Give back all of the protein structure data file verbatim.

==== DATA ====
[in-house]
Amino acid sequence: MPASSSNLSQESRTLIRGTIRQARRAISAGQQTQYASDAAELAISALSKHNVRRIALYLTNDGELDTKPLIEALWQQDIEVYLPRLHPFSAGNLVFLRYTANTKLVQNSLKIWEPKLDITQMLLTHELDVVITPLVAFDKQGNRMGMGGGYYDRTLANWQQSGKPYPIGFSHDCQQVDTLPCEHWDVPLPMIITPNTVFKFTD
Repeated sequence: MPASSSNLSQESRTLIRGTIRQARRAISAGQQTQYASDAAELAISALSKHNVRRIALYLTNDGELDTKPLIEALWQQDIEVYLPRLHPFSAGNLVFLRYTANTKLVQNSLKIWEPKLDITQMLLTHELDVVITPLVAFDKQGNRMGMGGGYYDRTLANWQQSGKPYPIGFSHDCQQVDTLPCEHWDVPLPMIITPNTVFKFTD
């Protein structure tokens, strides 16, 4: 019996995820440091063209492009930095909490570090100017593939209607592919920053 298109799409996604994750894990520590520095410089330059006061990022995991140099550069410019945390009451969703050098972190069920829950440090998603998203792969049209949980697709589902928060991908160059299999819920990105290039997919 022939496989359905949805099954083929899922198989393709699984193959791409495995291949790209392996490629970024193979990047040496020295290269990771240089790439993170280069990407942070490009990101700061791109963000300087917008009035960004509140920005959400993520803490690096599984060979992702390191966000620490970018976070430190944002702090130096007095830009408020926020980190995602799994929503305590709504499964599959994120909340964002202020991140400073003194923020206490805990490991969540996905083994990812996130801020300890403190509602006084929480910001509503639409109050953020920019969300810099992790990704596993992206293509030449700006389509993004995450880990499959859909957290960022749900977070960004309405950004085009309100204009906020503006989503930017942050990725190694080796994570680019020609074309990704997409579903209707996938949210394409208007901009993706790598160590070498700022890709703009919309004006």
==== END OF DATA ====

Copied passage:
[in-house]
Amino acid sequence: MPASSSNLSQESRTLIRGTIRQARRAISAGQQTQYASDAAELAISALSKHNVRRIALYLTNDGELDTKPLIEALWQQDIEVYLPRLHPFSAGNLVFLRYTANTKLVQNSLKIWEPKLDITQMLLTHELDVVITPLVAFDKQGNRMGMGGGYYDRTLANWQQSGKPYPIGFSHDCQQVDTLPCEHWDVPLPMIITPNTVFKFTD
Repeated sequence: MPASSSNLSQESRTLIRGTIRQARRAISAGQQTQYASDAAELAISALSKHNVRRIALYLTNDGELDTKPLIEALWQQDIEVYLPRLHPFSAGNLVFLRYTANTKLVQNSLKIWEPKLDITQMLLTHELDVVITPLVAFDKQGNRMGMGGGYYDRTLANWQQSGKPYPIGFSHDCQQVDTLPCEHWDVPLPMIITPNTVFKFTD
């Protein structure tokens, strides 16, 4: 019996995820440091063209492009930095909490570090100017593939209607592919920053 298109799409996604994750894990520590520095410089330059006061990022995991140099550069410019945390009451969703050098972190069920829950440090998603998203792969049209949980697709589902928060991908160059299999819920990105290039997919 022939496989359905949805099954083929899922198989393709699984193959791409495995291949790209392996490629970024193979990047040496020295290269990771240089790439993170280069990407942070490009990101700061791109963000300087917008009035960004509140920005959400993520803490690096599984060979992702390191966000620490970018976070430190944002702090130096007095830009408020926020980190995602799994929503305590709504499964599959994120909340964002202020991140400073003194923020206490805990490991969540996905083994990812996130801020300890403190509602006084929480910001509503639409109050953020920019969300810099992790990704596993992206293509030449700006389509993004995450880990499959859909957290960022749900977070960004309405950004085009309100204009906020503006989503930017942050990725190694080796994570680019020609074309990704997409579903209707996938949210394409208007901009993706790598160590070498700022890709703009919309004006």